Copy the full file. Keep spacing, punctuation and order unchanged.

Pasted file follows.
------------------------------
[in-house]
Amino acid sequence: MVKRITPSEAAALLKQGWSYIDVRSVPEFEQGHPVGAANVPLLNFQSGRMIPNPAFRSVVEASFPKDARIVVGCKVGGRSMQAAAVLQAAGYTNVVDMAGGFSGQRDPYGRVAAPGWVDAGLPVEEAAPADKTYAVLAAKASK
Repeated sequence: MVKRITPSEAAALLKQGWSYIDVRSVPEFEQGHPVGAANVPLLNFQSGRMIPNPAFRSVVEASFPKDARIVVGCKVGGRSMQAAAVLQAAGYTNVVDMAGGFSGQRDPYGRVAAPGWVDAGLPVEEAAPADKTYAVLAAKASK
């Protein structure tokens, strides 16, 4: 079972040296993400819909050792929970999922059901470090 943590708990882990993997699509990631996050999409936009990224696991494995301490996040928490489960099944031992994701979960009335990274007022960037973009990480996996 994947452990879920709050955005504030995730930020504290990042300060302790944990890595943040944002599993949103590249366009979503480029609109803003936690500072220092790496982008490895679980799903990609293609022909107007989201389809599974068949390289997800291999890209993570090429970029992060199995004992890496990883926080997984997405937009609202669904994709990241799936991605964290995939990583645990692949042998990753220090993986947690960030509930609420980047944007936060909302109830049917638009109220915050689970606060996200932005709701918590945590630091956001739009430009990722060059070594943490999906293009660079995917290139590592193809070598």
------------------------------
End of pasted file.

[in-house]
Amino acid sequence: MVKRITPSEAAALLKQGWSYIDVRSVPEFEQGHPVGAANVPLLNFQSGRMIPNPAFRSVVEASFPKDARIVVGCKVGGRSMQAAAVLQAAGYTNVVDMAGGFSGQRDPYGRVAAPGWVDAGLPVEEAAPADKTYAVLAAKASK
Repeated sequence: MVKRITPSEAAALLKQGWSYIDVRSVPEFEQGHPVGAANVPLLNFQSGRMIPNPAFRSVVEASFPKDARIVVGCKVGGRSMQAAAVLQAAGYTNVVDMAGGFSGQRDPYGRVAAPGWVDAGLPVEEAAPADKTYAVLAAKASK
């Protein structure tokens, strides 16, 4: 079972040296993400819909050792929970999922059901470090 943590708990882990993997699509990631996050999409936009990224696991494995301490996040928490489960099944031992994701979960009335990274007022960037973009990480996996 994947452990879920709050955005504030995730930020504290990042300060302790944990890595943040944002599993949103590249366009979503480029609109803003936690500072220092790496982008490895679980799903990609293609022909107007989201389809599974068949390289997800291999890209993570090429970029992060199995004992890496990883926080997984997405937009609202669904994709990241799936991605964290995939990583645990692949042998990753220090993986947690960030509930609420980047944007936060909302109830049917638009109220915050689970606060996200932005709701918590945590630091956001739009430009990722060059070594943490999906293009660079995917290139590592193809070598």